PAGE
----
Smart cities: applications multiplier elevates V2X gains

Delivering services over cellular, plus wider use of cameras and lidar sensors, adds to safety and travel benefits enabled by roadside units and inter-vehicle communications.
2 September 2022

Roadside radio: V2X messages enable collision avoidance, provide incident alerting, and improve situational awareness for road users. Image credit: Commsignia.

V2X might sound like a new energy drink or something to do with the Star Trek franchise, but both of those guesses would be wrong. V2X – as automotive experts will know – refers to the ‘vehicle-to-everything’ communications landscape, which has strong prospects for improving safety for all road users, bringing numerous gains in logistics, and streamlining travel. The infrastructure, which supports communications among cars, trucks, buses, scooters, traffic signals, pedestrians, and more, can also bolster the navigation of autonomous vehicles.

“The benefits of V2X come when you combine multiple use cases,” Andy Chappell, Senior Programme Manager at Commsignia, an international connectivity firm, told TechHQ. “And these play to both road operators and users.” Thanks to an increasing number of V2X trials that have been rolled out at various locations throughout the world, there’s no shortage of applications data where the benefits of vehicle-to-everything technology can be clearly seen.

Priority points

Junctions, or intersections, are prominent on the priority list as these road features are often associated with a high level of accidents. V2X can be used to warn drivers in the area of any incidents, including the deployment of airbags in vehicles ahead. Analyzing the broadcasts gives operators much better visibility of potential hot spots in the road network, and provides the opportunity to take action sooner. “There are lots of things that we can do with the data,” said Chappell. “Such as identify areas where there is persistent heavy braking.”

Should changes to the road surface or layout be required, repair crews could be kitted out with safety vests fitted with V2X transponders to raise their visibility to oncoming traffic – a use case that was demonstrated by Audi and Qualcomm in the US last year. And similarly, dynamic speed limits could be applied on roads near schools, playgrounds, and other areas busy with pedestrians. Some crossings are already equipped with cameras for counting the number of people waiting for lights to change at the side of the road – as part of adaptable traffic light priority systems. This pedestrian data could also contribute to V2X systems. “You can plug that in and benefit straight away,” said Chappell, noting that not everyone needs to be wearing a transponder to gain from V2X.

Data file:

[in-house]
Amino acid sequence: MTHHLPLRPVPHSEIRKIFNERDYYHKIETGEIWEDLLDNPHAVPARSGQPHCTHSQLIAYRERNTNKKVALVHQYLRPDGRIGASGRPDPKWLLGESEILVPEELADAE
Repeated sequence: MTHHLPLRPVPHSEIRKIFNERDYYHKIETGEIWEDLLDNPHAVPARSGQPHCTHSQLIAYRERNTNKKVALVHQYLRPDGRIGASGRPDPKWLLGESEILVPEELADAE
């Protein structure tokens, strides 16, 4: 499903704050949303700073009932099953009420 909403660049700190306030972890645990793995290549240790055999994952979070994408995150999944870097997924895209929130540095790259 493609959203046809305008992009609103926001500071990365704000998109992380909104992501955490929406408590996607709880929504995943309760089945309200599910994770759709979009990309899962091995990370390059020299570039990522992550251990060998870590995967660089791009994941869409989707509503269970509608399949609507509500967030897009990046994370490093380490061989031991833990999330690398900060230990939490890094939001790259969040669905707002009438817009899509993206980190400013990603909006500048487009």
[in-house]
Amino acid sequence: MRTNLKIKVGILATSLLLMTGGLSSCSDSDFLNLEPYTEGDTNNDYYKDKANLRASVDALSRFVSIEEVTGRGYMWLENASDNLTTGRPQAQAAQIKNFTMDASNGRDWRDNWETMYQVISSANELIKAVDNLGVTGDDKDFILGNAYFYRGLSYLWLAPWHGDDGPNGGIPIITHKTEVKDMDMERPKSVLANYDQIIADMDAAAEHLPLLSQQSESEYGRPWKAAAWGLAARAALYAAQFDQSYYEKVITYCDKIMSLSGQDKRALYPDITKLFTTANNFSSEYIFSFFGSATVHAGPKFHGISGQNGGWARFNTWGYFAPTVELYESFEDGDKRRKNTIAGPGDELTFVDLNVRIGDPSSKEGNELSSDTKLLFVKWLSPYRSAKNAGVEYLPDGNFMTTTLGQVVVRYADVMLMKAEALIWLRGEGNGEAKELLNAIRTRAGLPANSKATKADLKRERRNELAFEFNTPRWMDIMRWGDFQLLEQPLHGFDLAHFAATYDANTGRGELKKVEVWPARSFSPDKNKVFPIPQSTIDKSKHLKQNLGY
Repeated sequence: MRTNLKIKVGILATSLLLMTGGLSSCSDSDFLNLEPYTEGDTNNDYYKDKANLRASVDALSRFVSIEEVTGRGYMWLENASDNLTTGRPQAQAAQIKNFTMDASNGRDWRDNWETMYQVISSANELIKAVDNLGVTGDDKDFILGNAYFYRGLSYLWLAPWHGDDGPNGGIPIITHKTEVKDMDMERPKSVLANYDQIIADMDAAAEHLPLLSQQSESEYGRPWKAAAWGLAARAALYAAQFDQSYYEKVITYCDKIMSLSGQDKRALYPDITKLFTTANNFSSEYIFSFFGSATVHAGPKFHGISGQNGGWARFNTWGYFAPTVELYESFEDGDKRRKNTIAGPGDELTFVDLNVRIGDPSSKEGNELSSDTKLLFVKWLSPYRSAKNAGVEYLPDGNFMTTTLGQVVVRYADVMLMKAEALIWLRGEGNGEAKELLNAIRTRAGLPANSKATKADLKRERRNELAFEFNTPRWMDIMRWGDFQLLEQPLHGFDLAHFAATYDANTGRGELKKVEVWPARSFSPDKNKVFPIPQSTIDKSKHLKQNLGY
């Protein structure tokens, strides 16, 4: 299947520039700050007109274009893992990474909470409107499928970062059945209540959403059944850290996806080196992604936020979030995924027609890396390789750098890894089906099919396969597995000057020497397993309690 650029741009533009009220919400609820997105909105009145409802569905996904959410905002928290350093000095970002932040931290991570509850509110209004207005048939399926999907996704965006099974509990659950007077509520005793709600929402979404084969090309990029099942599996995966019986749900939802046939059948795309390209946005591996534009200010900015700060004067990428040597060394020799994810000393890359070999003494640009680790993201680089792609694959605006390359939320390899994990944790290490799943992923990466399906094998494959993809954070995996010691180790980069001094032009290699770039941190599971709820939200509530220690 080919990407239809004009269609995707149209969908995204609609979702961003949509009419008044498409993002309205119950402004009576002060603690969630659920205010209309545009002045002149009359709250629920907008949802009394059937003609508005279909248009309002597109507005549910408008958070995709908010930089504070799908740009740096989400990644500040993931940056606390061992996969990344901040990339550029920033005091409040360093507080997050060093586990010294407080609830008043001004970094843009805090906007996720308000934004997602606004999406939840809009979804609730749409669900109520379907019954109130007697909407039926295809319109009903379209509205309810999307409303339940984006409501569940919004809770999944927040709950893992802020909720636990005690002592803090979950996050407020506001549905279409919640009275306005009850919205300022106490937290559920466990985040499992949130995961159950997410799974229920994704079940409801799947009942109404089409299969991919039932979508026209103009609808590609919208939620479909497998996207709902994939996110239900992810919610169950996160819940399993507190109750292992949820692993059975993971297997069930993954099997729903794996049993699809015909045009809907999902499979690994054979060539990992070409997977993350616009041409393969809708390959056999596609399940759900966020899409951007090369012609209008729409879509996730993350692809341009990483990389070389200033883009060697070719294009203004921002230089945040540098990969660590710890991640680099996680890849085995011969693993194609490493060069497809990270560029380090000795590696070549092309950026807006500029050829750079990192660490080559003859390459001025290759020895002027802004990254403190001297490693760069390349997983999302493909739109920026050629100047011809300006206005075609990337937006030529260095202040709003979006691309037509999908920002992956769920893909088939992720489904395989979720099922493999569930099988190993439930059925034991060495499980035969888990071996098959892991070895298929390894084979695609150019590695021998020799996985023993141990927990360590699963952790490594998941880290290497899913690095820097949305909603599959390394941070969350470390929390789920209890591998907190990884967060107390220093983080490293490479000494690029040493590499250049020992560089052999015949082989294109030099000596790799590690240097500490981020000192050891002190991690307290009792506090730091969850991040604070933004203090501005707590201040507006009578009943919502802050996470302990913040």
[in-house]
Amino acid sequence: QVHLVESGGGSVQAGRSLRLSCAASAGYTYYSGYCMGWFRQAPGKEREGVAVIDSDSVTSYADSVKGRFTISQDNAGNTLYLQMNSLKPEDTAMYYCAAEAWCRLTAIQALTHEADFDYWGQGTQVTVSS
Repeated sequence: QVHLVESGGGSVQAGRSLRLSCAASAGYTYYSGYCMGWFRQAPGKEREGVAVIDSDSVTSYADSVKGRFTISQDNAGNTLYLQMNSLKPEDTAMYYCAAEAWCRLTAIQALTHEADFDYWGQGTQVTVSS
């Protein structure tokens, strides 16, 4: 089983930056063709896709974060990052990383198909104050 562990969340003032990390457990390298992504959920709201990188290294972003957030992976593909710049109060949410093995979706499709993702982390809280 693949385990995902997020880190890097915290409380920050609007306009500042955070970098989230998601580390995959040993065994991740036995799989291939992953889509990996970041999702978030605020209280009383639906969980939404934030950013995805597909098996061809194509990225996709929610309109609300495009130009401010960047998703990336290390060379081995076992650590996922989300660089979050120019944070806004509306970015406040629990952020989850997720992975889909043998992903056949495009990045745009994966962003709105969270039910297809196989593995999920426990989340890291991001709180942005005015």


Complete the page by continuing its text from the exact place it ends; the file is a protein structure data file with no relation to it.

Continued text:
There are new vehicles on the road today that already have V2X technology built in – Volkwagen’s Golf 8 and ID4 are a couple of examples. And OEMs have V2X features baked into future design plans. But again, there are ways to leverage some of the benefits already. Most modern cars are equipped with a 4G modem, for example. “One of the advantageous of cellular is that it has the coverage and you can engage with users now rather than waiting for devices to be built into vehicles,” Chappell points out.

Call to action

Recently, Commsignia has been working with Vodafone to explore V2X use cases (PDF) over cellular in more detail. V2X comprises a range of deployment options, some based on Wi-Fi technology and some using cellular infrastructure. And while cellular doesn’t suit every application – for example, there are limits to its location accuracy – it is compelling given how widespread vehicle modems are and the fact that many road users will be carrying phones.

V2X also profits from being well-described by standards, which goes hand in hand with being able to scale up activity and giving stakeholders the confidence to invest in solutions and services. There are a number of message types contained within the protocol and looking at some of the common ones shines a light on some of the opportunities that V2X allows. Cooperative Awareness Messages (CAMs), sent between 3 and 10 times per second, give basic information about the sender such as heading and speed. And gathering this data allows calculations such as the collision risk between road users. Decentralized Environmental Notification Messages (DENMs) alert recipients to road hazards or abnormal traffic conditions – examples include warnings of black ice or emergency braking.

In terms of cooperative driving, Collective Perception Messages (CPMs) open the door to utilizing the increased sensing capabilities of current and future vehicles. In recent times, there have been huge improvements in situational awareness thanks to the incorporation of multiple cameras, ultrasonic sensors, automotive radar, and lidar (which although still not widespread on vehicles, has become significantly more affordable – a boost for roadside use too). CPMs enable the exchange of information about locally detected objects.

Bunch of benefits

Based on safety improvements alone, the pitch for greater adoption of V2X, is a strong one. And studies suggest that even relatively low rates of adoption can improve prospects for road users. Plus, as mentioned at the top of the piece, there are other benefits that can be delivered too – smoother traffic flow together with improvements in air quality, management of events traffic (concerts, city marathons, etc.), and prioritization of traffic classes such as buses and emergency vehicles, to name just a few examples.

Naturally, for all of this to work, nodes have to be able to trust each other. And V2X supports public key infrastructure (PKI) – in other words, a hierarchy of digital certificates linked to an audited root of trust. Systems can also leverage the security built into the cellular network, another win for being able to run services over existing infrastructure.